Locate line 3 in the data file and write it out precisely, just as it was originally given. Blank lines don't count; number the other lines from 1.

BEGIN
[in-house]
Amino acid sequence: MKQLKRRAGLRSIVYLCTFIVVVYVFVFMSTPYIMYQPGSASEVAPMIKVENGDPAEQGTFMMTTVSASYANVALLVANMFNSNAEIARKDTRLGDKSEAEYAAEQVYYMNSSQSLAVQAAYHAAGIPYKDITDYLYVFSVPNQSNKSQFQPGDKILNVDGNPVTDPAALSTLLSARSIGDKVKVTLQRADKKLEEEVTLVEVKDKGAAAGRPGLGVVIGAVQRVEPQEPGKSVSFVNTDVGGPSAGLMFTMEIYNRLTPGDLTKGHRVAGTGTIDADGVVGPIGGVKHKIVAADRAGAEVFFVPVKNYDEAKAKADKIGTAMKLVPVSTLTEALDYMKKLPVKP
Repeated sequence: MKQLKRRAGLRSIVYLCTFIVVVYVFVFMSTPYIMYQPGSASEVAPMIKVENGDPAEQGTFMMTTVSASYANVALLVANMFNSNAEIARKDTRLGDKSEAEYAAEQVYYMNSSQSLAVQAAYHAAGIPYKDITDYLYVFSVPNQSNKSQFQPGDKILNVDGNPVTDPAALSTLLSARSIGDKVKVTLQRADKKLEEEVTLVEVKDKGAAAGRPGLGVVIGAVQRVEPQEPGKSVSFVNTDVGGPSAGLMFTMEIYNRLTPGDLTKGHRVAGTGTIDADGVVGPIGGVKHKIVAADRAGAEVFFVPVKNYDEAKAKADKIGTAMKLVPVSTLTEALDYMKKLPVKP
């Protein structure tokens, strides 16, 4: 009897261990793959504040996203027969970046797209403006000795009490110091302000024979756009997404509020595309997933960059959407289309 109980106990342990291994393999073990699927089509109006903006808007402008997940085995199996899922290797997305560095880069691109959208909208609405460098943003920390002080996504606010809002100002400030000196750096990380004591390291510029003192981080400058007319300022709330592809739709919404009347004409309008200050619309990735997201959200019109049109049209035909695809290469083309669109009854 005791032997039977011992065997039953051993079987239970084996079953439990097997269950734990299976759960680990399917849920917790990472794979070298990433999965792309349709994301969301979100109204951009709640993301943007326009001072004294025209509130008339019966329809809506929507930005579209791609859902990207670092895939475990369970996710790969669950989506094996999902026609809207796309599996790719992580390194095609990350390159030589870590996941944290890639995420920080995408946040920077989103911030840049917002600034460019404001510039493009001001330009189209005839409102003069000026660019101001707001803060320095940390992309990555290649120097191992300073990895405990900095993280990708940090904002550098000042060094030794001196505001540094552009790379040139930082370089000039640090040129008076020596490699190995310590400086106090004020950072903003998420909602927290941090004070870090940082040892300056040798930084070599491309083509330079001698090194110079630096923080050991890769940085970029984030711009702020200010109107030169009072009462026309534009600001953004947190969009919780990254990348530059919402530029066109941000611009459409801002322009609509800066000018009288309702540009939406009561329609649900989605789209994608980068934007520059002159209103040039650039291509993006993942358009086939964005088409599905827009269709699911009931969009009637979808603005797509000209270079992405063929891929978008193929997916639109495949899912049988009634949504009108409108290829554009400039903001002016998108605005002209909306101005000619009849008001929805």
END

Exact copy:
Repeated sequence: MKQLKRRAGLRSIVYLCTFIVVVYVFVFMSTPYIMYQPGSASEVAPMIKVENGDPAEQGTFMMTTVSASYANVALLVANMFNSNAEIARKDTRLGDKSEAEYAAEQVYYMNSSQSLAVQAAYHAAGIPYKDITDYLYVFSVPNQSNKSQFQPGDKILNVDGNPVTDPAALSTLLSARSIGDKVKVTLQRADKKLEEEVTLVEVKDKGAAAGRPGLGVVIGAVQRVEPQEPGKSVSFVNTDVGGPSAGLMFTMEIYNRLTPGDLTKGHRVAGTGTIDADGVVGPIGGVKHKIVAADRAGAEVFFVPVKNYDEAKAKADKIGTAMKLVPVSTLTEALDYMKKLPVKP